Lockdown sceptics are not conspiracy theorists
Those Hyde Park protesters don’t represent the sensible and growing movement against the lockdown.
If you paid any attention to the news this weekend, you will have no doubt seen reports of the ‘anti-lockdown’ demonstrations taking place in London and elsewhere. Photos of demonstrators in Hyde Park deliberately flouting social-distancing rules – and apparently trying to lick police officers – have been shared widely on social media and are held up as definitive proof of the idiocy and selfishness of those who oppose the ongoing coronavirus lockdown.
There is a big problem with that analysis, though: it isn’t really true. Having been in Hyde Park myself on Saturday (albeit as an observer rather than a supporter) it was clear to me that the demonstration was in no way representative of the growing number of sensible (in some cases, eminently sensible) people questioning the social and scientific merit of the current restrictions. Instead, the event – organised by an esoteric outfit called the UK Freedom Movement – should really be understood as a very different beast.
Shortly after arriving at the demo, I was handed a flyer setting out its various aims. It repeated some well-known criticisms of the lockdown (like the NHS postponing life-changing operations in order to prioritise its coronavirus response). But it quickly pivoted to the usual conspiracy-theorist talking points: the secret dangers of 5G, the existence of a malevolent vaccination lobby intent on microchipping humanity, and the UN’s clandestine plan to depopulate the planet. Some of these themes were endorsed by Piers Corbyn, the older (and even loopier) brother of the former Labour leader, when he gave a short speech at the demo.
These loosely connected conspiracy theories have been circulating around the internet – and Hyde Park’s Speakers’ Corner – for years. The secret to their survival is their ability to attach themselves on to major world events – terrorist attacks, missing planes, assassinated heads of state, and the like – as a way of renewing their relevance. If anything, the alt-media personalities who make money from these things are probably glad for the lockdown: it is yet another opportunity to spin their tired old yarn.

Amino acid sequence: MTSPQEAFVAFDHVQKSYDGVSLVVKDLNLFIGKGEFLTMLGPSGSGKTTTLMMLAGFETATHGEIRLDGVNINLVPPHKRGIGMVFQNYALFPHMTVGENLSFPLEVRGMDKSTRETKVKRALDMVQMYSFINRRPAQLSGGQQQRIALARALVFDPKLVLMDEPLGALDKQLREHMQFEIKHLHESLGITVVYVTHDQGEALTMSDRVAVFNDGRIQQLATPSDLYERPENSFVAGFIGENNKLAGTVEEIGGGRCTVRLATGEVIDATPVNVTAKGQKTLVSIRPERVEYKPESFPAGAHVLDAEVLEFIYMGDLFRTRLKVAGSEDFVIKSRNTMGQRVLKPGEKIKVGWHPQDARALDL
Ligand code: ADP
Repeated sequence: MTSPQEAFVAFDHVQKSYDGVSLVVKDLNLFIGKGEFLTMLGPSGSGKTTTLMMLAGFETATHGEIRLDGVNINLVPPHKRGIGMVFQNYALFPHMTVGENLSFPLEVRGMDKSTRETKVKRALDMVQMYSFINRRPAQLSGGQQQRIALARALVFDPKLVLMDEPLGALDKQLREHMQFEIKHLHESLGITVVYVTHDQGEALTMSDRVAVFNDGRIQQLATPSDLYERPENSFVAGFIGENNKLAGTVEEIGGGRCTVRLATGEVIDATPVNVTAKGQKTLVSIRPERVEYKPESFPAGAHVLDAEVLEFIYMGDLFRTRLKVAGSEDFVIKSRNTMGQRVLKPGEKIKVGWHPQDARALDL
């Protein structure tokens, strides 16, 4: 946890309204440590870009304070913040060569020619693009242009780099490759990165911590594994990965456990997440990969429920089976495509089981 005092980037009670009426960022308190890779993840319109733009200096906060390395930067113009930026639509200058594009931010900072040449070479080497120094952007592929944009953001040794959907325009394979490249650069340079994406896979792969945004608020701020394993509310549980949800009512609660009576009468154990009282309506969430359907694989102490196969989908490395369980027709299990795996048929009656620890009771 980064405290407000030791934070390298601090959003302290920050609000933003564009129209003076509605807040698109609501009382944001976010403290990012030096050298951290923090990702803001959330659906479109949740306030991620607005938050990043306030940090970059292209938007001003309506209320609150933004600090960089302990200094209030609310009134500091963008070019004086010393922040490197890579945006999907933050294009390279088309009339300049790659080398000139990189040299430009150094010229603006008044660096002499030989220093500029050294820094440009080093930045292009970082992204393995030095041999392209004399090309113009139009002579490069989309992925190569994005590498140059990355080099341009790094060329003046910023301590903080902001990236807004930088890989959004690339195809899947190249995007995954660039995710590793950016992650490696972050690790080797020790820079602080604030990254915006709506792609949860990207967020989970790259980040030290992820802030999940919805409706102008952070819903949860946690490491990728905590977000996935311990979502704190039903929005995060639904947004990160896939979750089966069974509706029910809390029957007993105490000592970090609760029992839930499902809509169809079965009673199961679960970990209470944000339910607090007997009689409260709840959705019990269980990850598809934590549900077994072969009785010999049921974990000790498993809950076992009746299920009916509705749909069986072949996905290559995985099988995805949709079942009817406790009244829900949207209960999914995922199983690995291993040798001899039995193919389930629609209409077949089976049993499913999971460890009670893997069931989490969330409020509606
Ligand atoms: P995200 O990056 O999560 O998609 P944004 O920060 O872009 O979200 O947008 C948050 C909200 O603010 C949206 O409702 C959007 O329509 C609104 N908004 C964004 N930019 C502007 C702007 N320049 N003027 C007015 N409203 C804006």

There are, of course, some specific coronavirus conspiracies (most of which take umbrage with the virus itself – alleging it doesn’t exist or that it’s actually a secret bioweapon – rather than the lockdown per se). These were well represented on Saturday, too. But I suspect those theories have struck a chord with existing conspiracy-theory types, rather than bringing on board new converts.
Either way, these corona counternarratives are a distraction from the rigorous debate that is going on elsewhere. To the extent that a mainstream ‘anti-lockdown movement’ even exists, it is far more concerned with trying to get answers to serious questions about the validity of the Imperial College model, the epidemiological merit of lockdowns (ie, whether they can be proven to directly reduce infections), and whether there is any sense in shutting down schools.
At its best, the movement is about trying to ensure we have evidence-based policies: something that the chattering classes of Twitter (with whom lockdown scepticism is hugely unfashionable) would usually be the first to say they support.
Then there are those people who have personal cause to question the lockdown: the small-business owners wondering whether they will be able to pay their mortgages, the grieving relatives barred from attending funerals, or the parents worried about the impact of isolation on young children’s development. These people aren’t interested in flamboyant conspiracy theories. Nor are they inclined to wave placards and attend protests. But they have the right to question whether their sacrifices are really proportionate.
Perhaps that is why the pro-lockdown hardliners like to latch on to events like those in Hyde Park, as they can be dismissed without actually having to engage with any serious arguments. It is interesting, for example, that when it comes to international coverage of the US situation we see much more of gun-toting survivalists in Michigan than we do of the likes of Shelley Luther, a Texan woman who was thrown in jail for refusing to shut her hair salon. The former might make for better pictures, but they are also much easier for liberal Europeans (most of whom associate gun ownership with political wackiness) to ignore.
Watching Saturday’s demonstration from a slight distance (as I explained to one police officer, I always prefer to stay more than two metres away from members of the Corbyn family), it struck me that this kind of demonstration would probably be a turn-off for most lockdown sceptics I know.
Most of us accept the need to reduce some unnecessary human-to-human contact, particularly with those most vulnerable to the virus, as a way of reducing transmissions – we just object to blunt and heavy-handed attempts to criminalise our movements and interactions. We would have no desire, say, to huddle among strangers in Hyde Park for its own sake (and certainly not to go licking police officers) – but we do want to express our objection to the shameful behaviour we have seen from some police forces.
As protesters ranted about the lockdown being part of a totalitarian masterplan to control our minds, I was reminded of a maxim called Hanlon’s razor, which states that we should never attribute to malice that which can be adequately explained by stupidity. In essence, that is the difference between lockdown sceptics and lockdown conspiracy theorists. Where they see a conspiracy, we suspect an old-fashioned cock-up. A dangerous one, yes, but a cock-up nonetheless.
Robert Jackman is a critic and writer with the Spectator.
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